The Post-Victory Hangover

Well well well look who proved me wrong (and in a lot of ways right).  The Spartans came out hot in Bloomington, took an early lead and tried not to look back in closing out a hot Indiana team to start B1G play 1-0.  There was some good, there was some bad, there was some ugly, but 1-0 is 1-0 and you can never take a conference road win for granted.  In the interest of optimism I’ll start with the good, and progress to the ugly so if you want to wear your green lenses all the way to the CFB playoff I’d suggest you stop reading after good.

The Good

Passing Game

No the 2nd half didn’t go as planned (more on this later).  These MSU receivers are the best I’ve seen across the board since I have watched this program, and frankly it’s not close.  Between Felton Davis, Cody White, Darrell Stewart, and breakout star Jalen Nailor, we have all the talent in the world to spread out and beat anybody through the air.  I’ll speak more on Brian Lewerke but we can’t doubt his ability to make every throw, make plays with his legs, and keep the Spartans in every game we play.

Defense

I wanted to say run defense here, but the defense in general was making plays all evening.  Indiana came into the game running the ball extremely well, but in a battle of strength vs strength, MSU prevailed, at 34.5 ypg MSU boasts the strongest run defense in the country.  The pass-rush was disruptive all night, while Ramsey made some plays on the run, he was forced out of the pocked frequently, hit frequently, and as a result made some bad decisions with the ball including the pick-6 by Shakur Brown.  With the addition of Josiah Scott, this group has the experience and talent to keep most schools outside of Columbus off the board.

The Bad

Underneath Passing Game (Defense)

This looks like the scouting report against this MSU team so far this season.  While the defense is typically fundamentally sound, plays tough, and takes away your ability to establish a drive on the ground, they have shown game after game that you can easily substitute a running game for a quick passing game.  Indiana, like Utah State and Arizona State before them, was hitting quick passes left and right near the side line for 5-10 yard chunks.  These high percentage throws have really dug away at the defense the same way a good running game would, leading to long drives, forcing players to run sideline to sideline, and allowing a QB to build confidence on easy throws.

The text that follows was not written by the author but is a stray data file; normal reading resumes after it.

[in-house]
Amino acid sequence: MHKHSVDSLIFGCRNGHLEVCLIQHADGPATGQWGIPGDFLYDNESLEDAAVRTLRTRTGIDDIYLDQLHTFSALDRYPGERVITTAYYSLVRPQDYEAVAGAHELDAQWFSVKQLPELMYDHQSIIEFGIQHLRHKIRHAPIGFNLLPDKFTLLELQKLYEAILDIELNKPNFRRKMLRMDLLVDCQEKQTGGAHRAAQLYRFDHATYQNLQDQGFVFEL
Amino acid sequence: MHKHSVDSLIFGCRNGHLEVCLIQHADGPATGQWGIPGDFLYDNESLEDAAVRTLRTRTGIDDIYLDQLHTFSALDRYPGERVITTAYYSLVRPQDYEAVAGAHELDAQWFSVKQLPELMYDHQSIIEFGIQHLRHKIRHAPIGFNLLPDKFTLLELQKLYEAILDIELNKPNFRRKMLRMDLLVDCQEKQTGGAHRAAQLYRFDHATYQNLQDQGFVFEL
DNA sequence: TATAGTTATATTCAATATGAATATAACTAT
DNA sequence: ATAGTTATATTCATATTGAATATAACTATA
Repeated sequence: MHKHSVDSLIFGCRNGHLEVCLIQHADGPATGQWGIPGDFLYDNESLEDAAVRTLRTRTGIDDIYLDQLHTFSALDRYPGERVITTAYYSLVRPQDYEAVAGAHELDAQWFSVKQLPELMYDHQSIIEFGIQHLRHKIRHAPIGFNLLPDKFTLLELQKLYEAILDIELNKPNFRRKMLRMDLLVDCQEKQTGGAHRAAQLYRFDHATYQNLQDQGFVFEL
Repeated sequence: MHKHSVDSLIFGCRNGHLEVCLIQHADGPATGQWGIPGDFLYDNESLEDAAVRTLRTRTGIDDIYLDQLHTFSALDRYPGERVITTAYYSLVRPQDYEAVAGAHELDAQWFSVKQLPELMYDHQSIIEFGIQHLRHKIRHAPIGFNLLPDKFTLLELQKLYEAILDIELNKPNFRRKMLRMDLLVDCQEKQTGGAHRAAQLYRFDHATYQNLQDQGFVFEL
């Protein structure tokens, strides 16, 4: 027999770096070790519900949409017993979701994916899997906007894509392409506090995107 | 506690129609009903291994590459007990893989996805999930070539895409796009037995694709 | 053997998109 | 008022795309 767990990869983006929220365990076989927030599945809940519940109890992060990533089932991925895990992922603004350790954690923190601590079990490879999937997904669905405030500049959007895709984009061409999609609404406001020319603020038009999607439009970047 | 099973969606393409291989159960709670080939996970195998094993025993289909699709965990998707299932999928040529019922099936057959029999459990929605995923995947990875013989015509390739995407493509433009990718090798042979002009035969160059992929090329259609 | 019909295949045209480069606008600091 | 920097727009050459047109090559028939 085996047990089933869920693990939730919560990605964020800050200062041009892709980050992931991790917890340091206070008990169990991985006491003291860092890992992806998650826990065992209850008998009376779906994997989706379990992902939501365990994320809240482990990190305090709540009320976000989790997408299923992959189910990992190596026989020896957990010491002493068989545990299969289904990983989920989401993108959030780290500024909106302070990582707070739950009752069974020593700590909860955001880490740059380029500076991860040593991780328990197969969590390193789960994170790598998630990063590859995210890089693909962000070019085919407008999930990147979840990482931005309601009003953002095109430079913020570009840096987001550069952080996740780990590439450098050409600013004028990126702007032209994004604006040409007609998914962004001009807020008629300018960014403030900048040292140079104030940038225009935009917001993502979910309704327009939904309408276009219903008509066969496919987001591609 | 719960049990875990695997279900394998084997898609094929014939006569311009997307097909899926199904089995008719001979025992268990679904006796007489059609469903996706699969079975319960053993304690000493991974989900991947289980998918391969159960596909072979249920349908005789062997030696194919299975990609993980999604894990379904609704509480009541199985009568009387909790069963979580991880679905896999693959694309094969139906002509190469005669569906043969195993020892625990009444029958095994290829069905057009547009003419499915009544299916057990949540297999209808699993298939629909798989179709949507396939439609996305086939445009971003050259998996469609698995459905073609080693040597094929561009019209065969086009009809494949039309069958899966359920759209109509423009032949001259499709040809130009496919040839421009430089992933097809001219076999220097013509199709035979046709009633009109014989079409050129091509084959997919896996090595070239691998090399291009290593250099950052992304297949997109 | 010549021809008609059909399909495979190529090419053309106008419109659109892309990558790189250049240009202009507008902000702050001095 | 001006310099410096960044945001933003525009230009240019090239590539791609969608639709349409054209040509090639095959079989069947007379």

Brian Lewerke’s Second Half

I believe this passing game is the only way we have a chance to win games this season.  I believe that Brian Lewerke is the perfect quarterback for the job, he’s talented, and just naive enough to believe he can make every throw in the book, a fearlessness that’s an admirable trait in scouting a good quarterback.  That being said his willingness to look for a big play every time he touches the ball can get him in trouble as we saw with a few bad decisions in the 2nd half, including a terrible choice to pitch the ball while getting hit on an option play in the 4th quarter.  He’s one of those quarterbacks that can lose you a game as quickly as he can win one, a risk I’ll take every time.

The Ugly

Punting Game

You don’t know what you got till it’s gone.  Jake Hartbarger’s injury is already proving to be a tough pill to swallow as Tyler Hunt and Bryce Baringer combined for 37.17 yards per punt, a drop-off of over 10 yards from Hartbarger’s 48.8 to start the year (42 last season).  With a coaching staff who values field position as highly as Mark Dantonio’s, I can see this proving to be a potentially game-deciding factor as we enter Big Ten play.

Running Game

The scouting report on Indiana going into this game was that their defense, while tough and talented in the back end, was vulnerable against the run.  If you take away Nailor’s 75 yard touchdown, a breath of fresh air in an offense struggling to find big plays, MSU ran for 60 yards on 36 attempts, or 1.7 ypc.  If this team wants to make any noise in a tough division, this has to change.  It all starts with an offensive line that gets no push and opens no holes, and it ends with the running backs’ inability to “make something out of nothing” and make plays when there’s nothing there.  I believe Lewerke can take this team to a lot of wins through his arm, but to truly compete for a conference championship we need a balanced attack predicated on big plays through the run game.

V4MSU

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